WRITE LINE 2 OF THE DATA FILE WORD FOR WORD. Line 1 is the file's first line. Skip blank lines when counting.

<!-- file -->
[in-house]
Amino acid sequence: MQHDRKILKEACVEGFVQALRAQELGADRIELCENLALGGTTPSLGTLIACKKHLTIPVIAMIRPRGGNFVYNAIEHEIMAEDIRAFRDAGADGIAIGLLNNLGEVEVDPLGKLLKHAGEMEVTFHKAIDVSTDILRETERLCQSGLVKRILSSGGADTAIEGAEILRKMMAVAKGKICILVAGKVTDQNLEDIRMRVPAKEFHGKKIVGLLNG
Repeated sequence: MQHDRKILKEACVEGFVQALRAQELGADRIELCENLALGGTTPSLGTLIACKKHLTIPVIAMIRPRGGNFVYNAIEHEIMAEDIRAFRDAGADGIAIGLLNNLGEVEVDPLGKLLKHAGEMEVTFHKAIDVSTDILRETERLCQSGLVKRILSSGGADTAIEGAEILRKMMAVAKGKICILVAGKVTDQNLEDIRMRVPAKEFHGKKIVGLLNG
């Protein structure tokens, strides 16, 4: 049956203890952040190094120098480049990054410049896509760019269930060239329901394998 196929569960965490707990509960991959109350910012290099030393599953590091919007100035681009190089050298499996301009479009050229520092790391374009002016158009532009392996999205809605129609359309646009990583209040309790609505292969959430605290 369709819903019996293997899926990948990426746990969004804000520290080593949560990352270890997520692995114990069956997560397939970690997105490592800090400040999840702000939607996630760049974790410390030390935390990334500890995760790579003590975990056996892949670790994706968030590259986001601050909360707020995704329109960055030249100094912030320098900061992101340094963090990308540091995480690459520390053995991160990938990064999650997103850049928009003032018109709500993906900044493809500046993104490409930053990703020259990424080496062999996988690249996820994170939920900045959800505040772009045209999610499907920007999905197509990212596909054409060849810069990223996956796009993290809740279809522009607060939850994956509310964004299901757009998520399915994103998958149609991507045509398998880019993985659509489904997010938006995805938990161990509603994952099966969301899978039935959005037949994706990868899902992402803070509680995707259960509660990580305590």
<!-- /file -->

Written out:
Amino acid sequence: MQHDRKILKEACVEGFVQALRAQELGADRIELCENLALGGTTPSLGTLIACKKHLTIPVIAMIRPRGGNFVYNAIEHEIMAEDIRAFRDAGADGIAIGLLNNLGEVEVDPLGKLLKHAGEMEVTFHKAIDVSTDILRETERLCQSGLVKRILSSGGADTAIEGAEILRKMMAVAKGKICILVAGKVTDQNLEDIRMRVPAKEFHGKKIVGLLNG